%

-53.2%

-64.4%

-80.0%

-16.8%

10.0%

25.5%

37.7%

Reported operating margin

%

-78.6%

-84.2%

-115.8%

-28.4%

2.7%

19.6%

32.7%

Source: Boku, Edison Investment Research

We have modelled revenues on the basis of settlement and transaction-based TPV, applying different take rates (ie margins) to each. The table above shows the blended margin, which is decreasing as transaction volumes make up a growing proportion of volumes. We note that four customers contributed at least 10% of revenues in FY16, for a total of $8m (46.5% of revenues). This reached $6.7m in H117 (65.6% of revenues) as some of the more recently signed merchants have driven strong growth in volumes processed.

Looking at the historic revenue trend, the company saw an increasing proportion of transaction-type business from 2014 – this resulted in a declining average take rate and drove a revenue decline in 2016, despite TPV growth of 61% in the year. However, the bulk of this transition has now taken effect, and the pace at which transaction TPV Is growing is now more than compensating for the lower take rate. For FY17, Boku expects to report TPV of $1.7bn, which highlights how transactions have accelerated through the year (H1: $0.6bn, H2: $1.1bn), and revenues of $24-24.5m.

Both types of contract require limited cost of sales, mainly the cost of messaging subscribers. H117 results showed a gross margin of 90.1%, up from 83.9% in FY16, as the company benefited from purchasing efficiencies. We forecast this to rise marginally as the company sees scale benefits.

Boku’s operating cost base consists to a large degree of staff costs (69% of operating costs in FY16). We do not expect to see a material increase in headcount in the forecast period. The company invested heavily in 2014-16 to connect merchants and carriers to its network. Much of this work is now complete, with the company in a good position to generate increasing transaction volumes from its existing customer base. This should mean that operating costs do not need to grow materially from the current level. We would only expect to see a material increase in the cost base if revenue growth is higher than expected.

In its January trading update, the company commented that it had achieved positive EBITDA for H217. We forecast EBITDA and operating profitability from FY18.

Balance sheet and cash flow

At the end of FY17, the company had gross cash of $20m, although the company has not yet disclosed its year-end debt position. Prior to the IPO, Boku had bank debt of $6.7m (as at end H117) and convertibles outstanding of $15.1m. The convertibles converted prior to the IPO, leaving the bank debt outstanding. We note that Boku uses factoring for a small proportion of its receivables. With the IPO proceeds, the company intends to close the factoring facility and reduce the level of bank debt.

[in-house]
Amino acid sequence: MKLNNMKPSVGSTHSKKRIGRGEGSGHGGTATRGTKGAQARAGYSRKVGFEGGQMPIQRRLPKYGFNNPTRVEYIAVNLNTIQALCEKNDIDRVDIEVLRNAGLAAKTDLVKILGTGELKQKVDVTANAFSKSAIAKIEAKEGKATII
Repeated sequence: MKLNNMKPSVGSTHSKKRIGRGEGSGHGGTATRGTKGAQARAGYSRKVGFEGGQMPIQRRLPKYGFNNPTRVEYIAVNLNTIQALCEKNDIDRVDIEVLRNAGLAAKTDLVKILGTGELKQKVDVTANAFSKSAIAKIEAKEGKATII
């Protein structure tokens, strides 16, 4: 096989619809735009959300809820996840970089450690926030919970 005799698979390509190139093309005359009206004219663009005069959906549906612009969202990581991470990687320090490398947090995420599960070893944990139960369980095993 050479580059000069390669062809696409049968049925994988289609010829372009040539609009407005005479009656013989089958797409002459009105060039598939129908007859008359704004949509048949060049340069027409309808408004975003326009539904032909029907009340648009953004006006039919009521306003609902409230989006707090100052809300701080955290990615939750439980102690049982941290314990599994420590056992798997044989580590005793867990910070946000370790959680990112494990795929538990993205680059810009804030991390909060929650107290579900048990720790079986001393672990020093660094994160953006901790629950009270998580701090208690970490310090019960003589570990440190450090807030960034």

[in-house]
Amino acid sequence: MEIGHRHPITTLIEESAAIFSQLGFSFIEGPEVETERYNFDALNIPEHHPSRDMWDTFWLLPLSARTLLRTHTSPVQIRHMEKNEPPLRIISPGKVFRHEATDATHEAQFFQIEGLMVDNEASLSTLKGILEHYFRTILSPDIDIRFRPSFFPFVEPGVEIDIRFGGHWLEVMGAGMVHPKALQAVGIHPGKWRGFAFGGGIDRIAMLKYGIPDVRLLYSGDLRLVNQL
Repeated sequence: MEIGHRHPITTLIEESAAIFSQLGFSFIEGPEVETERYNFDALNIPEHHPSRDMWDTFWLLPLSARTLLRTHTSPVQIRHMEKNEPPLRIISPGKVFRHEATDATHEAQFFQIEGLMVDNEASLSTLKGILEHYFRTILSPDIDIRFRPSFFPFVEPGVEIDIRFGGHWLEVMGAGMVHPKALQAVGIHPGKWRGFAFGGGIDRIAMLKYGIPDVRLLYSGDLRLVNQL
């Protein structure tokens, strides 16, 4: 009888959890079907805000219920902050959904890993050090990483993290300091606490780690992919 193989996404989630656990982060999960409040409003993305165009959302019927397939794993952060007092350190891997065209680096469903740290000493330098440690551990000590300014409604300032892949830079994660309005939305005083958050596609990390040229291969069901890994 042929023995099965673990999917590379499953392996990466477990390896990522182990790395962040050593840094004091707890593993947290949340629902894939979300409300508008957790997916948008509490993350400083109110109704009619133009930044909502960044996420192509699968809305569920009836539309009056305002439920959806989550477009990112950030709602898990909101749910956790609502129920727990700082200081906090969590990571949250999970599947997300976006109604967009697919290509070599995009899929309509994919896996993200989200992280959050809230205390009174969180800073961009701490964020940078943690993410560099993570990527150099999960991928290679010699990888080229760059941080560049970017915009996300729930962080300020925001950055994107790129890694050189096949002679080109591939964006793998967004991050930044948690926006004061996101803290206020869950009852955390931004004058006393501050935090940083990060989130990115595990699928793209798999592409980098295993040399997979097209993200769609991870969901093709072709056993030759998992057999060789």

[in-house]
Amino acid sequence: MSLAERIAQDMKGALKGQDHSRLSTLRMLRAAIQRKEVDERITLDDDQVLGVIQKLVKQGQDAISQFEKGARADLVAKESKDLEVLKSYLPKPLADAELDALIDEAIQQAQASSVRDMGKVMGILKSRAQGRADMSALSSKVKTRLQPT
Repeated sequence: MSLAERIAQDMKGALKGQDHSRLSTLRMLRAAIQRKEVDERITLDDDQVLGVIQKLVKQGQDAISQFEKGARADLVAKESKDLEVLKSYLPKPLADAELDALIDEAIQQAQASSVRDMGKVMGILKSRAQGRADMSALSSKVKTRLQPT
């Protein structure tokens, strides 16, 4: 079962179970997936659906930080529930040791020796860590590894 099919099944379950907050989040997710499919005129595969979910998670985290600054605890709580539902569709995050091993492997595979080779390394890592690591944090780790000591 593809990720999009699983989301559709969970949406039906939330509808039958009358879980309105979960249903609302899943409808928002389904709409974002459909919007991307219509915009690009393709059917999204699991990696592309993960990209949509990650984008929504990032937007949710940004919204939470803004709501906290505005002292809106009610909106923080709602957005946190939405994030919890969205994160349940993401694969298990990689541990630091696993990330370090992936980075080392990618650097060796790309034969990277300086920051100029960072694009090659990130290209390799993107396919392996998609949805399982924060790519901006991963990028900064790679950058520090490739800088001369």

The company has a number of intangible assets on its balance sheet arising from previous acquisitions – we have excluded the amortisation on these assets from our normalised profitability calculations. The company has only capitalised limited amounts of development costs to date and expects to capitalise small amounts going forward. Depreciation related to office and IT equipment is minimal at c $0.2m per annum.

Under the settlement business model, Boku receives cash from the carriers before it pays it across to the merchants, hence it operates a positive working capital model. Under the transaction model, the company records its fees in accounts receivable, and is paid according to the merchant’s payment schedule.

The company has paid minimal tax to date as it has been loss-making. At the end of FY16, it had accumulated tax losses of c $146m ($129m in the US and $17m elsewhere), which could be used to offset future profits. As a US company, Boku should benefit from the recent changes to the US corporate tax rate.

Sensitivities

Our forecasts and the share price will be sensitive to the following factors:

Pace of growth from existing merchants: this will depend on the rate at which merchants complete their roll-out plans, the pace of growth of paid-for digital content and the competitive positioning of major merchants.

Customer concentration: we estimate that customers contributing >10% of revenues will make up around two-thirds of revenues in FY18-20. The loss of any one major merchant could have a material impact on revenues and profitability. In addition, some of the contracts between Boku and merchants or carriers have short notice periods.

Data protection and robustness of the platform: any loss of customer data or significant downtime for the platform could negatively affect the company’s reputation and lead to additional costs in terms of fines and litigation.

Competitive environment: Boku’s platform needs to remain competitive with respect to other third-party DCB providers as well as carriers that connect directly with merchants. The company will also need to stay abreast of changes in the payment market, where it will need to compete with other alternative payment methods.

Regulation: changes to money transmission, privacy or anti-money laundering regulations in the countries in which Boku operates could impact on revenue generation or increase the cost base.

Valuation

As the company is in a high growth phase and only just moving into profitability, comparison with peers on near-term forecasts is not particularly useful. Bango, its closest peer and the only other listed DCB company, is also just about to move into profitability (according to consensus forecasts) and is trading on inflated multiples for FY17 and FY18. We have compared Boku’s valuation metrics to the wider payment processing market on a three-year view – by FY19, Boku is trading on an EV/EBITDA multiple of 19.9x, compared to its peer group average of 16.4x. By FY20, we expect this to reduce to12.4x.